Some Highlights of Yale’s A2K Conference


Our colleagues and friends from the Information Society Project at Yale Law School have organized a landmark conference on Access to Knowledge, taking place this weekend at Yale Law School, that brings together leading thinkers and activists on A2K policy from North and South and is aimed at generating concrete research agendas and policy solutions for the next decade. The impressive program with close to 20 plenary sessions and workshops, respectively, is available here. Also check the resources page and the conference wiki (with session notes.)

Here are some of Friday’s and yesterday’s conference highlights in newsflash-format:

  • Jack Blakin’s framework outlining core themes of the A2K discourse. The three main elements of a theory of A2K: (1) A2K is a demand of justice; (2) A2K is an issue of economic development as well as an issue of individual participation and human liberty; (3) A2K is about IP, but it is also about far more than that. Balkin’s speech is posted here.
  • Joel Mokyr’s lecture on three core questions of A2K: (a) Access to what kind of knowledge (propositional vs. prescriptive)? (b) Access by how many users? Direct or indirect access? (question of access intermediaries and the control of their quality) (c) Access at what costs? (Does a piece of knowledge that I need exist? If yes, where; who has it? How to get it? Verification of its trustworthiness.)
  • Yochai Benkler’s fast-paced presentation on the idea of A2K as a response to 4 long-term trends (decolonization->increased integration; rapid industrialization->information knowledge economy; mass media monopolies->networked society; communism and other –isms->human dignity), the reasons why we should care about it (justice and freedom), the sources of the A2K movement as a response to the 4-long term trends (incl. access to medicine, internet freedo movement, information commons, FOSS, human genome project, spectrum commons, open access publications, digital libraries, … ), and the current moment of opportunity in areas such as regulation of information production and telecommunication policy.
  • Eric von Hippel’s discussion of norm-based IP systems and a recent study on cultural norms shared among Michelin-starred French chefs that regulate – as a substitute to copyright law – how they protect ownership of their recipes.
  • Keith Maskus’ lecture on the interplay between trade liberalization and increased IP protection of technologies and an overview of econometric studies regarding key IPR claims in this zone (transparent and enforceable IP regimes do seem to encourage increase in IT investments and associated export growth, both at the aggregate and micro-level; however, claim is conditioned, i.e., holds in middle-income countries, but no evidence for low income developing countries).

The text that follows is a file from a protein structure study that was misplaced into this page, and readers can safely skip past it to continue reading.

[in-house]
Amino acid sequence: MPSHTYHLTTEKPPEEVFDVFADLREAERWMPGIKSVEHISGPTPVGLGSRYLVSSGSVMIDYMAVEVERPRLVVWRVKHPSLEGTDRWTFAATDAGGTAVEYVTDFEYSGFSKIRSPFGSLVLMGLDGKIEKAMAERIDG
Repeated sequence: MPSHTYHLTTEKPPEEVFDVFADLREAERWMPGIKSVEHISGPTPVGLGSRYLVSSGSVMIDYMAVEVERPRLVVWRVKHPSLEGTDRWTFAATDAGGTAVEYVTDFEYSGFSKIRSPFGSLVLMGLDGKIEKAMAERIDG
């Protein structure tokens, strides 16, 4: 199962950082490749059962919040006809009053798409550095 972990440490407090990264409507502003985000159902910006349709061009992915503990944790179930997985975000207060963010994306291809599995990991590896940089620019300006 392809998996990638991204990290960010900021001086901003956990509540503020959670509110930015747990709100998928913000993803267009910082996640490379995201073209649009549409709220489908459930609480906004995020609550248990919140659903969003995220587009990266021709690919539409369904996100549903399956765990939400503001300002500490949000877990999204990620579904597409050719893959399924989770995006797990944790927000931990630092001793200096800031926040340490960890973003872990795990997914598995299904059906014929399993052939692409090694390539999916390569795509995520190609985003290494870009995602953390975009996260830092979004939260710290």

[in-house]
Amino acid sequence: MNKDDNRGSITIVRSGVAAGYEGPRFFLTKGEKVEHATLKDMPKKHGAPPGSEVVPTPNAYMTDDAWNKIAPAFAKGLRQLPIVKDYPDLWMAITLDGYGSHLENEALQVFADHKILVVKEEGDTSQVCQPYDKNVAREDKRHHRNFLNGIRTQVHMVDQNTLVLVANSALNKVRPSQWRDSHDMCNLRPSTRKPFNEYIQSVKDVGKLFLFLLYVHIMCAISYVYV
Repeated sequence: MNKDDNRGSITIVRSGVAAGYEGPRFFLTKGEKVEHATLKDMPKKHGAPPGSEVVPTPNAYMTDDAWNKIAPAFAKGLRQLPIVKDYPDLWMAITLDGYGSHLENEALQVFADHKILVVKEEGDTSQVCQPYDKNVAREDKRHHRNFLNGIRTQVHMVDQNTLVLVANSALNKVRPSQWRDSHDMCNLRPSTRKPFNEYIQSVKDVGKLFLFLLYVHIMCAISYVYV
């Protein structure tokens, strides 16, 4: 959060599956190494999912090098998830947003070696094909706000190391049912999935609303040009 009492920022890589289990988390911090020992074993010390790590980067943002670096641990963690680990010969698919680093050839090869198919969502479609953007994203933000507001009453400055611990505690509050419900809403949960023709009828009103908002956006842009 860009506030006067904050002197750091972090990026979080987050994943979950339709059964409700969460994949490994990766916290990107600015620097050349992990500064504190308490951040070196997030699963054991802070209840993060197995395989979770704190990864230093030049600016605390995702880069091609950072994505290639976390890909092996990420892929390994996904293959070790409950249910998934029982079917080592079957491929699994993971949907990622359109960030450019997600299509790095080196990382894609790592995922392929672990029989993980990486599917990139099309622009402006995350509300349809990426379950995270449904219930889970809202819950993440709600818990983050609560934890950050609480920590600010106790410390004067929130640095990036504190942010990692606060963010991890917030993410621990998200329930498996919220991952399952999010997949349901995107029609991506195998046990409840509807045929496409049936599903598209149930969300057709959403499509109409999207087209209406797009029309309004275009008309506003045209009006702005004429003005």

• Eli Noam’s talk on the evolution of firms from the pre-industrial age to today’s digitally networked environment, in which organizations are increasingly defined by information. More on the MacLuhanization of the firm here.
  • Suzanne Scotchmer’s presentation on the design of incentive systems to manage possible conflicts among incentive goals such as the promotion of R&D, the promotion of its use, and trade policy goals. Scotchmer’s lecture was based on her book Innovation and Incentives.
  • Michael Geist’s overview of the current controversies surrounding the idea of a two-tiered Internet – hot topics, among others,: VoiP, content control, traffic shaping, public vs. private internet, and website premium – and his discussion of the core policy questions (is legal protection from Internet tiering required? Is tiering needed for network building and management? Is it a North-South issue?)
  • Susan Crawford’s discussion of the different perspectives of the Bellheads versus the Netheads and the clash of these world views in the Net neutrality debate. Susan’s key arguments are further discussed in this paper.
  • Pam Samuelson’s lecture on the history of the WIPO Internet Treaties, the battles surrounding the DMCA and the EUCD, the fight against database protection in the U.S., and the lesson we can learn form these earlier tussles with regard to the A2K movement (first of all, don’t be polemic –engage in thorough research.) [Update: excellent notes of Pam's lecture taken by Susan Crawford.]
  • Jamie Love’s action points for the A2K movement, including the following (see here): (1) Stop, resist or modify the setting of bad norms; (2) change, regulate, and resist bad business practices; (3) create new modes of production (commercial and non-commercial) of knowledge goods; (4) create global frameworks and norms that promote A2K.
  • Natali Helberger’s discussion of the proposed French provision on interoperability (Art. 7 of the IP Act) as an expression of cultural policy and national interests.

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